What to Do if Stopped by Police
WHY DO THE POLICE STOP PEOPLE?
There are many reasons the police may stop you. Whatever the reason, the police need your assistance and cooperation when you’ve been stopped.
- Police officers may approach you thinking you need assistance or protection. For example, if your vehicle won’t start or if you’re walking alone at night.
- You may be a witness or a possible witness to a crime or suspicious activity. Officers may be seeking your assistance in obtaining more information regarding crimes and incidents.
- You may fit the specific physical description of an individual the police are seeking for information or who has committed a crime. University Police will not stop you because you fit a profile.
- The police may approach, stop and detain anyone suspected of committing a crime or suspected of being about to commit a crime.
People sometimes feel anxious, confused or even angry when approached by the police. These feelings are natural but there is no need to be alarmed. Remember, these encounters are often stressful for police officers too. They must be extremely cautious given the number of officers who are killed or injured each year. Because of this, police place a great deal of emphasis on officer safety and survival, and unfortunately, some of their safety practices may seem standoffish, impolite or offensive to those who don’t consider such precautions necessary with them.
Consider this: As far as police are concerned, there’s no such thing as a routine
traffic stop — every stop has the potential for danger. With that in mind, there are
things you can do to minimize your stress and anxiety if you’re stopped.
IF YOUR VEHICLE IS STOPPED
The most common reason you may be stopped at Binghamton University is because you may have committed a traffic violation while operating a motor vehicle. If you’re stopped by University Police, remember:
- When you see the emergency lights or when you hear the siren or air horn, remain calm and safely pull over to the right side of the road. If you’re stopped at night, turn on your vehicle’s interior lights.
- Remain inside the vehicle (unless an officer asks you to exit the vehicle).
- Keep your hands on the steering wheel where the officer can see them. Don’t make sudden movements, especially toward the floor, rear seat or passenger side of the vehicle.
- Wait for the officer to ask for your driver’s license, registration and insurance card. Don’t immediately reach for them. New York state law requires drivers to show these documents to the police upon request.
- If these documents are out of reach, tell the officer where they are before you reach for them.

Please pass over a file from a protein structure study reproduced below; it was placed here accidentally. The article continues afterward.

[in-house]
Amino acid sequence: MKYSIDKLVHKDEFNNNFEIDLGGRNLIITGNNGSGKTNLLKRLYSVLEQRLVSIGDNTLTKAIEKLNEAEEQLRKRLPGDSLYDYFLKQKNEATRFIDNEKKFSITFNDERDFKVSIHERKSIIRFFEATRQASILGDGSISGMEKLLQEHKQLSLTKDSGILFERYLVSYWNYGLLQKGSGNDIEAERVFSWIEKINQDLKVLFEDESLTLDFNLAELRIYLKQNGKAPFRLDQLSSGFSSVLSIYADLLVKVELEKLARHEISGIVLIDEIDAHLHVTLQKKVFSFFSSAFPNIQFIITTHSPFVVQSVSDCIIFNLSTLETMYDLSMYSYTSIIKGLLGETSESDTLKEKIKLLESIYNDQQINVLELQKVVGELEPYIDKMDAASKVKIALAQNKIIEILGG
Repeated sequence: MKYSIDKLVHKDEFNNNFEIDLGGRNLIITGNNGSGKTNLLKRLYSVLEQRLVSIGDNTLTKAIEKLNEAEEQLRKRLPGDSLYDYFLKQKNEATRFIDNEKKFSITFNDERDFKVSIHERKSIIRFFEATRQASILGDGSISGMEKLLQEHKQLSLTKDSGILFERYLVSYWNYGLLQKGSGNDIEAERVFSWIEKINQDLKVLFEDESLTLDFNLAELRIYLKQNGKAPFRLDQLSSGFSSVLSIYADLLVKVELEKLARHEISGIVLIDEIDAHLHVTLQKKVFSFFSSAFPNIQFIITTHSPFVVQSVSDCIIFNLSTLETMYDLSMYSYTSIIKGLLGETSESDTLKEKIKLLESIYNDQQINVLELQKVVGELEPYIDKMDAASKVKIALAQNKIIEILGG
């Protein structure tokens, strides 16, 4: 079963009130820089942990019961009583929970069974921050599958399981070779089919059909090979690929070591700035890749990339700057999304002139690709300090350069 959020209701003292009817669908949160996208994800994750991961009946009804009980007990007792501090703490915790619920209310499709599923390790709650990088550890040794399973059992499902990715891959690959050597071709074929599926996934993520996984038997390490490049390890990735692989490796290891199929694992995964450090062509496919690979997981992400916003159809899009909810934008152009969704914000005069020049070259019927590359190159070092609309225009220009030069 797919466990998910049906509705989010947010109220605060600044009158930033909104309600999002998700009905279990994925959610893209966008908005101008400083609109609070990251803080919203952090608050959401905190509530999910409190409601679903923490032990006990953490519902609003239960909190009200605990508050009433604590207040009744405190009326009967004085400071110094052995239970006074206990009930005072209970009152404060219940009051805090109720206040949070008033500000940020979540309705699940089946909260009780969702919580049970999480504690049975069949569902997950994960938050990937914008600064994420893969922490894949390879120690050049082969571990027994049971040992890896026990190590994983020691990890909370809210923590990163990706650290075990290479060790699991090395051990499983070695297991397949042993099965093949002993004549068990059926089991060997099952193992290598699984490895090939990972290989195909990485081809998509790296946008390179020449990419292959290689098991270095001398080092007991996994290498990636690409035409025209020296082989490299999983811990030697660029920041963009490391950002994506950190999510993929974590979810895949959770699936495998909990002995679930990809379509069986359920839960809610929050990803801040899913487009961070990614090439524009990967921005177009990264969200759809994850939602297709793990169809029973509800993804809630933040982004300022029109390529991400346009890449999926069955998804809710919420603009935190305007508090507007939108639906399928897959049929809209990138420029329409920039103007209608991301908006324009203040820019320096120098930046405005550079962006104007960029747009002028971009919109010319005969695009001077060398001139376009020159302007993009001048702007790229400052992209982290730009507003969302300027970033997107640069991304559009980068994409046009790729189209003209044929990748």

- If there are passengers in your vehicle, encourage them to be quiet and cooperative. As the operator, you’re responsible for your vehicle and its occupants. Courts have upheld that the police may order you and your passengers out of your vehicle.
- You may be issued a ticket. If you feel the reason is vague or unclear, ask the officer for details.
- Don’t become argumentative. Arguing won’t change the police officer’s mind. If you receive a ticket and contest it, you’ll have the opportunity to address the matter in court.
- Patrol cars are often staffed with only one officer, so officers may request assistance from other officers when stopping a vehicle. Therefore, it’s normal for two or three police vehicles to be involved in even routine traffic stops.
- Some offenses prohibit continued operation of the vehicle by the driver. Therefore, in certain situations, the police may impound and/or tow a vehicle or ask another licensed driver to drive it.
- Remember, in all cases, a citizen is required to cooperate with the police. Also, remember that students are required to cooperate with valid directives of the police and other University officials. Failure to do so may result in arrest or judicial charges (see Rules of Student Conduct and Procedures for Review of Student Conduct). Furthermore, New York state law forbids a person from using physical force to resist arrest, even if the arrest is later found to be invalid.
While all situations are unique and require police officers to alter their responses to fit the circumstances, in general, police officers will:
- provide their name or badge number upon request.
- inform a person of the reason for being stopped.
- use only the force necessary to arrest a suspect and maintain custody of a prisoner.
- only arrest a person for a crime committed in their presence, or when they have probable cause to believe the person has committed a crime or is about to commit a crime.
Police officers who aren’t in uniform will present proper identification; you may
request to examine these credentials so you’re satisfied they are law enforcement
Questions, comments, complaints and compliments regarding the New York State University Police may be directed to:
- The shift supervisor (lieutenant)
- The assistant chief of police
- The deputy chief of police
You may also contact the University ombudsman at 607-777-2388. The ombudsman is not part of the University Police and offers strictly confidential assistance to the University community on a broad range of matters.